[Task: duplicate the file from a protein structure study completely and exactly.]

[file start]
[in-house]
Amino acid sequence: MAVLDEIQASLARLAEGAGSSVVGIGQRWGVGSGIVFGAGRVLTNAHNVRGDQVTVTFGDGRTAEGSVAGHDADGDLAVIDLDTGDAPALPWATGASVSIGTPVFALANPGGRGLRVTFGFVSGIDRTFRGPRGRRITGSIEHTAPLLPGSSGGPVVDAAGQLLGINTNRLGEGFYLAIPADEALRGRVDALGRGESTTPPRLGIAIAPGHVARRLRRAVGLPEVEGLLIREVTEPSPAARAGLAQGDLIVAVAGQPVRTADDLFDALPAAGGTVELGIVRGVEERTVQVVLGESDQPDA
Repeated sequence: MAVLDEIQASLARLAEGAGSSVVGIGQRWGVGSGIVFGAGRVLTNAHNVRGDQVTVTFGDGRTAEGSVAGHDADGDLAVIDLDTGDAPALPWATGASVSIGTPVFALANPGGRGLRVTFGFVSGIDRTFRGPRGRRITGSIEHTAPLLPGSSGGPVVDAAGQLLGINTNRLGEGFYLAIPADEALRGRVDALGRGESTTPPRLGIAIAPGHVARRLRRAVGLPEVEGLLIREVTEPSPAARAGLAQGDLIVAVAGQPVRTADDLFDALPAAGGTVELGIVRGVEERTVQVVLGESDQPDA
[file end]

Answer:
[in-house]
Amino acid sequence: MAVLDEIQASLARLAEGAGSSVVGIGQRWGVGSGIVFGAGRVLTNAHNVRGDQVTVTFGDGRTAEGSVAGHDADGDLAVIDLDTGDAPALPWATGASVSIGTPVFALANPGGRGLRVTFGFVSGIDRTFRGPRGRRITGSIEHTAPLLPGSSGGPVVDAAGQLLGINTNRLGEGFYLAIPADEALRGRVDALGRGESTTPPRLGIAIAPGHVARRLRRAVGLPEVEGLLIREVTEPSPAARAGLAQGDLIVAVAGQPVRTADDLFDALPAAGGTVELGIVRGVEERTVQVVLGESDQPDA
Repeated sequence: MAVLDEIQASLARLAEGAGSSVVGIGQRWGVGSGIVFGAGRVLTNAHNVRGDQVTVTFGDGRTAEGSVAGHDADGDLAVIDLDTGDAPALPWATGASVSIGTPVFALANPGGRGLRVTFGFVSGIDRTFRGPRGRRITGSIEHTAPLLPGSSGGPVVDAAGQLLGINTNRLGEGFYLAIPADEALRGRVDALGRGESTTPPRLGIAIAPGHVARRLRRAVGLPEVEGLLIREVTEPSPAARAGLAQGDLIVAVAGQPVRTADDLFDALPAAGGTVELGIVRGVEERTVQVVLGESDQPDA